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Friday, May 30, 2008

After the mediator is gone

The uneasy truce between the City of Portland and the neighbors of Mount Tabor Park is holding, at least for now. But talk of a new road into the park is causing some serious friction. First the road, then the apartments -- so fear the neighbors.

I don't blame them a bit for worrying about that. If not hounded every step of the way, the city would gladly figure out some way to sell off more of that park to developers to keep its shaky financial ship afloat for another day or two.

Comments (8)

Thanks for the mention, Jack. The road issue has brought up a little tension, but I don't think it, in itself, is likely to be the most controversial issue going forward. Not by a long shot.

I hope anyone interested in this issue will come join us tomorrow for our first public event, the Tabor Yard Day. It's 10:00 am to 3:00 pm, at the south entrance to the park (64th and Lincoln). (PDF of flyer)

We'll have booths set up, and lots of folks on hand to talk about the issues we're facing. There will also be tours of the maintenance yard, which should highlight some of the more important aspects of our work.

-Pete Forsyth
member, Mt. Tabor Central Yard and Nursery Planning Group
our blog
PP&R home page for our project

Oops, I tried posting here before, but maybe my comment had too many links and got caught by your spam filter?

I appreciate your ongoing attention to this vital issue, Jack.

I have to say, I don't think the road into the park will be the most contentious issue going forward. As I explain in my comments on the Tribune web site, there's really no decision, or even draft decision, on the table, so those getting worked up about this are a bit premature. There will be other issues of vital importance covered, like whether major big urban forestry operations currently housed at Delta Park move to Mt. Tabor (which, notably, would require rezoning to allow for industrial use), whether the horticultural legacy of the Olmsteds and our parks system survives in any recognizable form or is outsourced to private nurseries, whether city jobs that are union-based are replaced with non-union contracts with private contractors, etc. etc.

Your readers should be aware of our own blog, too, which is a good complement to the PP&R web page. It's a bit sparse, but does include some important documents that are not available on the City's web site.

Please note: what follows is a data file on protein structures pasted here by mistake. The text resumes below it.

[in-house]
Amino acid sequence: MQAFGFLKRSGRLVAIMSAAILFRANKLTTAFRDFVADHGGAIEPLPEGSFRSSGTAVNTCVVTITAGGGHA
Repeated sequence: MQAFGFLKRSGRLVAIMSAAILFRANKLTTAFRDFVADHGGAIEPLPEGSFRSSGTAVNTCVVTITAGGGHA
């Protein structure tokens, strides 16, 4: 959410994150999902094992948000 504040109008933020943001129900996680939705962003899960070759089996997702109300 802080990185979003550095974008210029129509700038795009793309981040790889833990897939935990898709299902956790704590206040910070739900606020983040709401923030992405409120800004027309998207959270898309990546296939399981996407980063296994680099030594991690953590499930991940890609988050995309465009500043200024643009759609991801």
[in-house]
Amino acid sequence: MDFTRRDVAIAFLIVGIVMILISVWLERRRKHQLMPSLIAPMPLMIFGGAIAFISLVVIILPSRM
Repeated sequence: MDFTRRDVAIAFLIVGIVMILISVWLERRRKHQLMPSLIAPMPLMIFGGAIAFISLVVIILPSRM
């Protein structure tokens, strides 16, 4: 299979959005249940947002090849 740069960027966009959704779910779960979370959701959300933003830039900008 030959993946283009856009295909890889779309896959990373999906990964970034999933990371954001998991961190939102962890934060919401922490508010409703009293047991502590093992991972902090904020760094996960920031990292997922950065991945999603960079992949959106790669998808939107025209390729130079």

The spam catcher did hold you back, and I hadn't noticed. It's a long story, but both your comments are welcome and now appear. I am sure readers will tolerate the redundancy.

OK, thanks for letting that through and for the explanation -- have a great weekend!

Not long ago the neighbors of Mt. Tabor killed the plan to decentralize parks maintenance. Now they want to kill the plan to make the provision of parks maintenance more efficient by improving access to/from the maintenance yard. The parks belong to all of us. This is yet another NIMBY movement that protects a special interest at the expense of everyone else.

If one wants to study the tensions between efficient government decision making, City wide consultancy "processes", and local neighborhood consultancy processes, you couldn't pick a better subject. Without agreeing or disagreeing with Frank it's clear that the Mt Tabor folks have been given veto power over a discussion that probably should be had done Citywide. (If at all, depending on where you come down on the balance between efficient decision making and that need to consult with the citizens on decisions).

Greg C

Frank, you're confusing two groups. One group (of which I'm a member) arose, largely out of the Mt. Tabor neighborhood association, in response to the discovery that PP&R was deep in negotiations to sell the Maintenance Yard and Nursery to Warner Pacific College, without public notification. While plans to decentralize park maintenance have drawn a lot of interest during our process, to say that we "killed" them is entirely inaccurate. If we "killed" anything, it was a plan to divest of valuable real estate and infrastructure without public input.

Our group has gone to great lengths to communicate the importance of the issues we're considering to the entire city, to recruit committee members from outside the immediate neighborhood, and to keep the focus on issues of broad importance: the maintenance and horticultural services for all parks, the working conditions for parks employees.

The subject of Steve Law's story in the Tribune is entirely separate from our group. He is admittedly focused on the issue that he perceives as being most significant to his own residence and neighbors. I guess you can put the NIMBY label on him if you want, but I regard him as a stakeholder with a legitimate concern. There are many stakeholders who are not immediate neighbors, and we've gone to great lengths to reach out to them as well.

If you'd like to get involved, we have a meeting Monday evening at 6:30, and every first and third Monday. The public is invited to all these meetings.

Greg, I'm not sure where you get the idea that anyone has veto power. And yes, I suppose it would be more efficient to allow well-connected and well-funded interests to run the show with no analysis or deliberation. From a certain point of view. But not if you're trying to ensure a healthy parks system for decades to come. Parks' primary purpose is to serve the public, so plans that impact the parks need to be accessible to public input.

I posted a pretty detailed rundown of my thoughts on the Mt. Tabor planning processon my personal blog, in case anybody's intersted.

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